If you were thinking that you are not going to get the opportunity to sail on a luxury cruise ship for a while, then you are wrong. There is a bit of a problem with the cruise ships, but that’s not the real reason why the cruise ships are not being allowed to sail. The real reason why cruise ships are not being allowed to sail is not what you are thinking. You are probably thinking that the reason for the cruise ships being in dry dock is a mechanical or safety issue. Not the case, the reason why the cruise ships are in dry dock is not the reason for you not being able to sail.
While 99% of the world is in shock over the events that took place on a ship in the middle of the ocean, the answer to why cruise ships are not being allowed to sail is much simpler than you think. In fact, it is all about money. Cruise lines are now in the middle of a very messy legal battle with a few different countries. The crux of the matter is this: cruise lines are getting a huge chunk of the revenue from all of the goods and services aboard the ship. The cruise lines are not happy with the way the money is being distributed. Here is the full story…
As the rest of the world slowly opened up, everyone involved in the cruise industry – even those who just want to get back to their favorite place – asked themselves the same question: Why can I go to a restaurant, take a plane and go to an amusement park? …. but can’t I go back on the ship?
The answer is as simple as it is maddening and undeniable: Perception is everything. And since the beginning of the pandemic, the cruise industry has been portrayed as the main culprit thanks to the endless and lazy coverage of the Diamond Princess disaster.
To this day, most coverage of the Diamond Princess focuses on what happened on the ship, rather than the huge mistakes the Japanese government made in handling the crisis.
In the weeks that followed, cruise ships were virtually the epicenter of media attention, with mainstream publications reporting in full whenever a ship was denied entry into port. (What is less frequently reported? Ships have left, not because one of the crew tested positive, but because of fear which, like a snake swallowing its tail, has been sparked by media reports).
This is not a new problem for the industry. When the general public thinks of norovirus, they immediately think of cruise ships. This is despite the fact that the chance of contracting a surprisingly common disease is much higher on land than at sea. But since cruise ships are required to report every virus outbreak – unlike almost everywhere else on land – journalists looking for headlines have nothing better to do than to use the time-honored (and incorrect) metaphor of the petri dish to paint a picture that feeds an already existing misconception.
READ MORE: Florida wants an immediate court order to lift the CDC injunction and allow the ships to return to sea.
The more things change….
So when lawsuits were filed and senators began to introduce bills to reauthorize the cruise industry, opponents of the idea, with the help of the Center for Disease Control, argued that, as Senator Patty Murray said, cruise ships need special attention and protocols to prevent further outbreaks.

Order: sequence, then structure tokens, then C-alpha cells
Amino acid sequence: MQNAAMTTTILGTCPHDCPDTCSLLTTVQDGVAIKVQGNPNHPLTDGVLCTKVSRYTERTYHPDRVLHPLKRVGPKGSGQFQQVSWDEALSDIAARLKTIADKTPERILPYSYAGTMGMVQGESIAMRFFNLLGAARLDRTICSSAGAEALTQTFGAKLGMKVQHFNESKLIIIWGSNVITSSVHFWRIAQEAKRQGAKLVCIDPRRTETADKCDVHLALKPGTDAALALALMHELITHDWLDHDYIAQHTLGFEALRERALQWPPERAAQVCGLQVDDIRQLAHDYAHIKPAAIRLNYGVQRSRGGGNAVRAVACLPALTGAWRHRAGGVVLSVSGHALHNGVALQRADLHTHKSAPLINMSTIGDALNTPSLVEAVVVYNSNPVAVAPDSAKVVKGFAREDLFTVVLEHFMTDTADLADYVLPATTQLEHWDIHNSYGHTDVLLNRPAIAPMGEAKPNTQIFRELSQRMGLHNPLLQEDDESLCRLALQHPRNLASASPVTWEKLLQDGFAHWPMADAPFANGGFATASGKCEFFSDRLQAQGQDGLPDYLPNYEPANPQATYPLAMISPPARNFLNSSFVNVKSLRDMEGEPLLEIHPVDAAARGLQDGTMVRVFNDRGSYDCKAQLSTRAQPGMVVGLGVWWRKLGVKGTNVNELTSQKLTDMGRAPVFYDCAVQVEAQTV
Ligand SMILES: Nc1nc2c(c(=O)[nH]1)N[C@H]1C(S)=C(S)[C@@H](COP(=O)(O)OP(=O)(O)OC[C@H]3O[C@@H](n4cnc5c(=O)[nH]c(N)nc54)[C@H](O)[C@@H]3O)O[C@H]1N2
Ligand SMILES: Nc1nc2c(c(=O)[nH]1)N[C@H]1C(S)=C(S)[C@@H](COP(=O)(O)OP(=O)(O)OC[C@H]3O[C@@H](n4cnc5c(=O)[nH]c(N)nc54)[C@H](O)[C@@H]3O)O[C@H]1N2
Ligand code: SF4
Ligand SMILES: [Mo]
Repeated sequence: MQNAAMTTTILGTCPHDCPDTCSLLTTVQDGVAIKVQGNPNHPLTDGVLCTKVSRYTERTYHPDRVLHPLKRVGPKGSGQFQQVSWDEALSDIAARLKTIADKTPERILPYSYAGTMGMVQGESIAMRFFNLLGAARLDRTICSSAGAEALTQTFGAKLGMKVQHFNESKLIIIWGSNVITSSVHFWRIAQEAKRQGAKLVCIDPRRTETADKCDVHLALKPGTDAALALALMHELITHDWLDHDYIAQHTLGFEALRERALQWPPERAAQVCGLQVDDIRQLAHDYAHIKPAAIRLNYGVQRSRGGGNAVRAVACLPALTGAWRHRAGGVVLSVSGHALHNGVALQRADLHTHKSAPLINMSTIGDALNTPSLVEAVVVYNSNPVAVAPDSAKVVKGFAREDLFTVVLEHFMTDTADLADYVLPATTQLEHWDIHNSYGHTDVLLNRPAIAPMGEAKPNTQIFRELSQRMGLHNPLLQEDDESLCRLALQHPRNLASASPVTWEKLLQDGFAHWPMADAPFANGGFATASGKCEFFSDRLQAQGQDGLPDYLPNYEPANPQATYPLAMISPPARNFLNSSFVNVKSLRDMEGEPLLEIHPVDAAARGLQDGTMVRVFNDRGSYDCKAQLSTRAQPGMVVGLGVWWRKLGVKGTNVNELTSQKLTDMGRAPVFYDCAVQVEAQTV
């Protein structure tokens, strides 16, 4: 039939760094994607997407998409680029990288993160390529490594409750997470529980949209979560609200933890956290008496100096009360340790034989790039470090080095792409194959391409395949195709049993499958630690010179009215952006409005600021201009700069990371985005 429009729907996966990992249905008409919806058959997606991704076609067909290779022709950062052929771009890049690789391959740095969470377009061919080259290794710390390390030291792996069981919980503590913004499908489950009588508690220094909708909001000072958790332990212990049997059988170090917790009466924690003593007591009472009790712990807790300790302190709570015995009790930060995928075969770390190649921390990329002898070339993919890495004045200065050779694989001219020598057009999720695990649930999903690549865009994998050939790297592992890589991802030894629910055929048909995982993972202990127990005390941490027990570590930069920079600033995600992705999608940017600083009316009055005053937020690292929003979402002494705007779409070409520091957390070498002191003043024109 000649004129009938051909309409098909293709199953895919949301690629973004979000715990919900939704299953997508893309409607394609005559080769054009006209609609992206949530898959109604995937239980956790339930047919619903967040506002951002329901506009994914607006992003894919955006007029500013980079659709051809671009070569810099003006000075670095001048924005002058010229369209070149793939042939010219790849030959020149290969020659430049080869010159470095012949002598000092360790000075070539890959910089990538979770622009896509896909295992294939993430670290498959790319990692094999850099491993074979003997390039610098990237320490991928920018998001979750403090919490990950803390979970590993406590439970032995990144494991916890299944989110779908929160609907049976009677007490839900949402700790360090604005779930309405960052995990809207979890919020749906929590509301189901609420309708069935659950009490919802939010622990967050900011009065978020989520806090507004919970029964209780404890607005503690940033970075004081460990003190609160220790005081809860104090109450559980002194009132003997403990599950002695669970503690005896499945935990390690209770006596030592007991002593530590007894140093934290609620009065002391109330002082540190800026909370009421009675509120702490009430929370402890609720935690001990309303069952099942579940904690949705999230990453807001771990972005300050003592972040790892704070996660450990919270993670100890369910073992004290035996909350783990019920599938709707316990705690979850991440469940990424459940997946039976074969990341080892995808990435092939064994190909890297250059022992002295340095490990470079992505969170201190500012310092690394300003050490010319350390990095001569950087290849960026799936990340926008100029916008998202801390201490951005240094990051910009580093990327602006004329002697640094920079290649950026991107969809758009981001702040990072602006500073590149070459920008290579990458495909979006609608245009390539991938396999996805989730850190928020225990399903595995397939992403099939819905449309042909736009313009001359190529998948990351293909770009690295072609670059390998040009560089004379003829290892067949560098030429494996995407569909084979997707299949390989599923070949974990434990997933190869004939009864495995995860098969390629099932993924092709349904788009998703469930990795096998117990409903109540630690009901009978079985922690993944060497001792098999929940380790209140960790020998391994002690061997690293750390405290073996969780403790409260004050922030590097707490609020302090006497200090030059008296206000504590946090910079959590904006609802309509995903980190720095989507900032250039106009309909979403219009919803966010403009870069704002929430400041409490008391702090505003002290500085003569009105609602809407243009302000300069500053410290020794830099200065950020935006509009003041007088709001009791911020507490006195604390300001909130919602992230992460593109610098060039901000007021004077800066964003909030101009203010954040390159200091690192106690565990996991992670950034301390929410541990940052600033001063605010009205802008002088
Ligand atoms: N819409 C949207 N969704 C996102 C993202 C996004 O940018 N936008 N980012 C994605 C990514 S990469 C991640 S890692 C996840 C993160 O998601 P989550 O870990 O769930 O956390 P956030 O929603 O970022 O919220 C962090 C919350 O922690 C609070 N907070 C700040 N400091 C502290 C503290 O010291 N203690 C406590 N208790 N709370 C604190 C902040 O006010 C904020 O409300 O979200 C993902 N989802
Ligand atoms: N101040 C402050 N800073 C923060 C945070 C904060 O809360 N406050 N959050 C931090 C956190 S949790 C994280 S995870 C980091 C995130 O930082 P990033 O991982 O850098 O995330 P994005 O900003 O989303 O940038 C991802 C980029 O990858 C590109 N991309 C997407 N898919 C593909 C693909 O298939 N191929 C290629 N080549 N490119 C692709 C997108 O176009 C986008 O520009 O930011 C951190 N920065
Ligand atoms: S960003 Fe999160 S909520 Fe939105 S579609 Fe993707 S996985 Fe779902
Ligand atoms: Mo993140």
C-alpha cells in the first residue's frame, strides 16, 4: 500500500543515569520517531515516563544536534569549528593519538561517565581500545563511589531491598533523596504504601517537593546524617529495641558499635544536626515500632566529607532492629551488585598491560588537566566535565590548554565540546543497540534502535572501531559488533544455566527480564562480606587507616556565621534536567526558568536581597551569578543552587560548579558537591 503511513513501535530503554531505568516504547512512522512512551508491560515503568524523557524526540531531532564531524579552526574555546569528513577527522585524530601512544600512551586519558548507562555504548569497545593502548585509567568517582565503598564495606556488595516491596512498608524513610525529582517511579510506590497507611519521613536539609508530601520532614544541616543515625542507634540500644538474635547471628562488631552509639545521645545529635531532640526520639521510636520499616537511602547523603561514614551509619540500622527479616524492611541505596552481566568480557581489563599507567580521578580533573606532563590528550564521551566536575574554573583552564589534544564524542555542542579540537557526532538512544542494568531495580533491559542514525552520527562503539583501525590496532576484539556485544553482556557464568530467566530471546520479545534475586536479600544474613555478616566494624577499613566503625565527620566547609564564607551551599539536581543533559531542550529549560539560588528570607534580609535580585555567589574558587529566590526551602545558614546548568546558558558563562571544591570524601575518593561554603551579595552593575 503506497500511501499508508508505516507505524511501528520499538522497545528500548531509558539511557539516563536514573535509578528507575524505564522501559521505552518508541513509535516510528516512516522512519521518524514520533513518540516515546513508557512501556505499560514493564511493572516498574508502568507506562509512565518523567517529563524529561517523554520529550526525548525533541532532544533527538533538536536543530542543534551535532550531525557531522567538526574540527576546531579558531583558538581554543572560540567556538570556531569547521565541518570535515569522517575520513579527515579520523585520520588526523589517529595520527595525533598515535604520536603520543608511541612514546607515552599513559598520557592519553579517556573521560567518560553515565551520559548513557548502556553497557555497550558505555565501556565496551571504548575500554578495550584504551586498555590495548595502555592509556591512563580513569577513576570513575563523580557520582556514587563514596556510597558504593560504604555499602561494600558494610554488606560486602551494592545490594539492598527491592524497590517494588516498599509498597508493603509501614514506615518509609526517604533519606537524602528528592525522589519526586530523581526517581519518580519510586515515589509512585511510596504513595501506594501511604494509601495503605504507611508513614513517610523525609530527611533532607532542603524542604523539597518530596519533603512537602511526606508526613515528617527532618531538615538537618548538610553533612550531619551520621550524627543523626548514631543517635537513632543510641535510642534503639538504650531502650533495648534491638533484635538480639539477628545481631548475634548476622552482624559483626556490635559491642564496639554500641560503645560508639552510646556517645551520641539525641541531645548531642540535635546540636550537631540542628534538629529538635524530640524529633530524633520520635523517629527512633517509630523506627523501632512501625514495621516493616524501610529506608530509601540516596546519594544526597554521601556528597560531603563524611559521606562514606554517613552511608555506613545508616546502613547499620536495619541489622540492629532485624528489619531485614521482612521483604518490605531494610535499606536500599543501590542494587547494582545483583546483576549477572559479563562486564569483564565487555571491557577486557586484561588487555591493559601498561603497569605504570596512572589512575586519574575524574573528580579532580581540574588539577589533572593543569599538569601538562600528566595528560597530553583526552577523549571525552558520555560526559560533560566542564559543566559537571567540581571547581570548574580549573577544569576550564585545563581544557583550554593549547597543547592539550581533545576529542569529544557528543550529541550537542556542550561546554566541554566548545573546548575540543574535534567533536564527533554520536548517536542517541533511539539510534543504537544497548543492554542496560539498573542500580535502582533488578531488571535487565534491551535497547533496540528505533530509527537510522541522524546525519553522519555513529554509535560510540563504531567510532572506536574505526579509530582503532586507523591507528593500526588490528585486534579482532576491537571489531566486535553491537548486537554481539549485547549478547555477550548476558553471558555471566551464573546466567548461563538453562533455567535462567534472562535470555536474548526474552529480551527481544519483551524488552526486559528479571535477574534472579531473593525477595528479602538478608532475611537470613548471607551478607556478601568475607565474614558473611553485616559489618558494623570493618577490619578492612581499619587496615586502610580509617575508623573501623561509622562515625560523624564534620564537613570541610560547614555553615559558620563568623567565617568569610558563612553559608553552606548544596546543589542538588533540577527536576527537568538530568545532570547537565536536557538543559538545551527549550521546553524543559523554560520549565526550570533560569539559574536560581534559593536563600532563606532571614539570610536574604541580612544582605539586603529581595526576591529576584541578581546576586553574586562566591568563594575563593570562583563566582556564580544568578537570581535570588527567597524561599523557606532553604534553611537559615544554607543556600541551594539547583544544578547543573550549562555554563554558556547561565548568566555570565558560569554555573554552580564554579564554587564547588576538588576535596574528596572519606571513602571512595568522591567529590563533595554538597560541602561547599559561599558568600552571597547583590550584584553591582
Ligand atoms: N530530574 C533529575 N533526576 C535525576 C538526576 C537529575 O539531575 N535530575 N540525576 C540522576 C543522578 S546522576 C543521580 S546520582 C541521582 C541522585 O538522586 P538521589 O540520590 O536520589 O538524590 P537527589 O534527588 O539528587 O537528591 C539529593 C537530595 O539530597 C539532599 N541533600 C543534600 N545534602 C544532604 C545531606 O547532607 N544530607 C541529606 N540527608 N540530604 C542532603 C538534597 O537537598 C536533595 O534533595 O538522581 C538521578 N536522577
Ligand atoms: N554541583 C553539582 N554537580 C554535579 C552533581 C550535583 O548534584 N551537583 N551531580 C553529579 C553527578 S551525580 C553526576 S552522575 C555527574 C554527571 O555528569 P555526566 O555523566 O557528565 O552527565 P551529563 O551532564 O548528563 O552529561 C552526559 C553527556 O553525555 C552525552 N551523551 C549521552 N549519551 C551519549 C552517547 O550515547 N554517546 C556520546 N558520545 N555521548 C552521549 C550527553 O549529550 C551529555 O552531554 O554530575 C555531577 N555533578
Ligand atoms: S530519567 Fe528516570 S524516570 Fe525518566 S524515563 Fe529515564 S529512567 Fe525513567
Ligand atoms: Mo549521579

Is there a problem with his position? That absolutely no one agrees with her… even within the industry. As a result, cruise lines have invested a great deal of time and money in developing health and safety protocols and have almost literally begged the CDC to work with them to implement these protocols so that ships can resume operations.
The cruise lines have repeatedly indicated that they are not only willing to cooperate with the CCD, but that they are even eager to do so. However, no ships have yet been approved for the much-criticised test flights to test the new health and safety protocols. And the naysayers seem to want to completely ignore that cruises in other parts of the world have resumed with great success.
How do you do that? Using the same protocols that cruise lines want to use when they are allowed to depart from US ports.
Ultimately, it’s hard to listen to those who want the cruise to remain closed and not ask them pointed questions.
How do they justify the fact that the cruise industry is literally the only industry in the country that has been idle for a year and continues to do so to this day … with no end in sight? And have they, we ask, read the cruise lines’ health and safety protocols? Have they studied how sailing works in other parts of the world, and if so, why do they think the same success cannot be achieved by sailing from American ports?
It’s one thing to say that hundreds of thousands of jobs and billions of dollars are at stake. The simple answer of cruise opponents to this is to say: Yes, but we are adequate for the health and safety of the American people.
However, it is becoming increasingly difficult to hear this argument without answering it with the questions above. And it’s becoming increasingly clear that the real reason the cruise industry is still closed is that every story needs a villain, and over the past year the cruise industry has fulfilled that goal.
And maybe it’s time to push for a change in this story.
READ MORE: Review: Cruise lines in the summer of 2021
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